The Act of Pitching

The Act of Pitching

Christy Mathewson

An act is an action and the act of pitching starts with a decision, requires a risk and offers a result. It is also an enacted drama and as a drama, the act of pitching involves preparation and performance.

Like an actor preparing for the stage, a pitcher’s performance is only a small part of his effort. Every pitch thrown in competition is representative of ten thousand thrown in practice.
His craft must be so developed that every move is buried deep in his muscle memory. Come game time, the mechanics of his craft is the responsibility of his body; when this happens fully, his mind can lift him to that next level, to that zone where true competitors engage in contest and true artists engage in the act of creation.
Even his game face must be practiced with diligence.

When the pitcher takes the mound, he is no longer the clubhouse cut-up, the nice guy, the teddy-bear, or for that matter the psycho or wild-man. As with the professional actor, his first step onto the stage completes his transformation. By his mere presence, he must let those who stand behind him as well as those who stand before him know that he is the overlord on his field of dreams.
He makes the mound his own.
When he connects with his catcher and places his foot on the rubber, there can be no mercy in his eyes, no anger, just fire, in his heart. His gaze is strong and sure and beyond the touch of insult or intimidation. He fixes his grip in the privacy of his glove, not allowing the batter to focus on the ball, but only on the language of his body which speaks of strength, power and purpose.

The Building of Tension
His persona introduced, his character developed, he begins his story with the wind-up.
As he lifts his arms, he engages with the very laws that govern the universe.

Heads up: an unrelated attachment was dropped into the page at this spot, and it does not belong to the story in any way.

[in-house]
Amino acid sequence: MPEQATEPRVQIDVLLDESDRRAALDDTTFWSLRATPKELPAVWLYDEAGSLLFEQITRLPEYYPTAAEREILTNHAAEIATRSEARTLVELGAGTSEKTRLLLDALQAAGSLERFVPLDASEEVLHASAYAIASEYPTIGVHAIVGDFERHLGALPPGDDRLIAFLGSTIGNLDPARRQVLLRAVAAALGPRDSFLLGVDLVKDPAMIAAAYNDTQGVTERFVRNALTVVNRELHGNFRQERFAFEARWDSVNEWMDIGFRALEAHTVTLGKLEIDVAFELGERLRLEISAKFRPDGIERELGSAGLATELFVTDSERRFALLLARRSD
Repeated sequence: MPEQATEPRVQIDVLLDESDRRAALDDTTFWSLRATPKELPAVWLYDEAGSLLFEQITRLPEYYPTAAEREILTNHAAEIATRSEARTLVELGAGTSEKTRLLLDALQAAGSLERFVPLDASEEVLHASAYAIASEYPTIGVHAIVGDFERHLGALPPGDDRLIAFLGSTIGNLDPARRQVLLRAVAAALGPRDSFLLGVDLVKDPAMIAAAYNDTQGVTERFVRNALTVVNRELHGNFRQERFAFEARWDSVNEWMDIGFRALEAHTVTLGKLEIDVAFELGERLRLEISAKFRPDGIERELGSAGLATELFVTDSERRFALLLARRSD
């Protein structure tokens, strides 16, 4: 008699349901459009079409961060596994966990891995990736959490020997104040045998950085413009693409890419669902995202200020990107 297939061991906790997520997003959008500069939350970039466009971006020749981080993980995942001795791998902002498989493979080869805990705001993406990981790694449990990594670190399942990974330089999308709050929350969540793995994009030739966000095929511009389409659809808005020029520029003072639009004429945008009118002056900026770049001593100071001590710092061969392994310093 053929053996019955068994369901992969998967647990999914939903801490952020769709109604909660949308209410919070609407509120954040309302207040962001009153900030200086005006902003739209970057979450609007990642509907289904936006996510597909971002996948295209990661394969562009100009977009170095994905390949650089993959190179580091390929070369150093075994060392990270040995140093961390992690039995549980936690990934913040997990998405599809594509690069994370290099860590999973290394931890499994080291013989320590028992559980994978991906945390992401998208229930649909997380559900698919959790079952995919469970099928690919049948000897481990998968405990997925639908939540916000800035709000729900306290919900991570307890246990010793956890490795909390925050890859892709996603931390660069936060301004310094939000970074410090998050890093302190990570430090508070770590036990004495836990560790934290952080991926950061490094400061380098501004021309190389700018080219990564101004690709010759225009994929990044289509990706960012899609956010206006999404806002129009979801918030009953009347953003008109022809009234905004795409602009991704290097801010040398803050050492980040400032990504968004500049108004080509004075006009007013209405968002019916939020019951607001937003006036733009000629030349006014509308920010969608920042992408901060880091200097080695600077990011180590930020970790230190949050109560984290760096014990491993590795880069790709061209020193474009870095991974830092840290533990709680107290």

He is an instrument now of physics. To every action there is always opposed an equal reaction, so he loads his body in perfect balance, every movement storing energy in his torso, his legs, his hips.
His hands break and he reaches back to store even more potential energy in his body.

The Act
Energy is further gathered with the continuation of the arm through the pitching circle, as the lower half of the body begins to prepare for the reaction. The stored energy is held, with the hips and the shoulder still closed. The hand breaking away goes to low-cock first and then high-cock.
The lead shoulder, the lead hip, the chin are all focused on the plate. The glove is continually positioned to conceal the ball from the hitter, who experiences an eternity’s worth of waiting contained in but a fraction of a second.

The Climax
The pitchers foot sets down and the story explodes to its climax. The ball of the lead foot touches first and with it all the forces unite. The feet pivot; the rear leg drives forward; the hips and shoulder snap open. The elbow of the off-arm thrusts back. The throwing arm travels from high-cock and up over the top of the pitching circle.
The elbow of the throwing arm drives to the batter like the head of a spear.
All energy unites to accelerate the arm. With regard to speed, the math is simple: the ball moves as fast as the arm.
The perfect pitch requires the ideal arm angle with each and every release, 3/4+ is the best angle for power.
Bending his torso over the wall, the pitcher must imagine the release point beyond where it truly occurs in order to place maximum energy and control on the pitch. It’s a trick one has to play on the brain everytime a ball is thrown. Perhaps this is a mechanism to teach us to follow-through, as the pitchers arm will not survive such violence for long, if we do not properly decelerate it.

In a drama it is the resolution that follows the story’s climax. With pitching it is the follow-through. Every pitch has got to have an ending and it must be finished with the same focus with which it was started.
The lead shoulder is buried, the pitching hand swings around to the side. The back leg lifts up and comes forward. Balance is maintained; it is never gained nor lost. In harmony with the demands and capacities of his body, the pitcher never attempts a violation of the laws of physics. His root stays connected through the balls of his feet. His thoughts are not clouded by doubt.
He leaves the mound as he entered, still a competitor no matter the turn of events. He has survived to leave on his own accord and if he is to return, he must maintain him self mentally through the course of the next half-inning, so that if it is possible, he will face the next three batters with even greater resolution that those he just faced.

The Act of Pitching – By: Dr. John Bagonz

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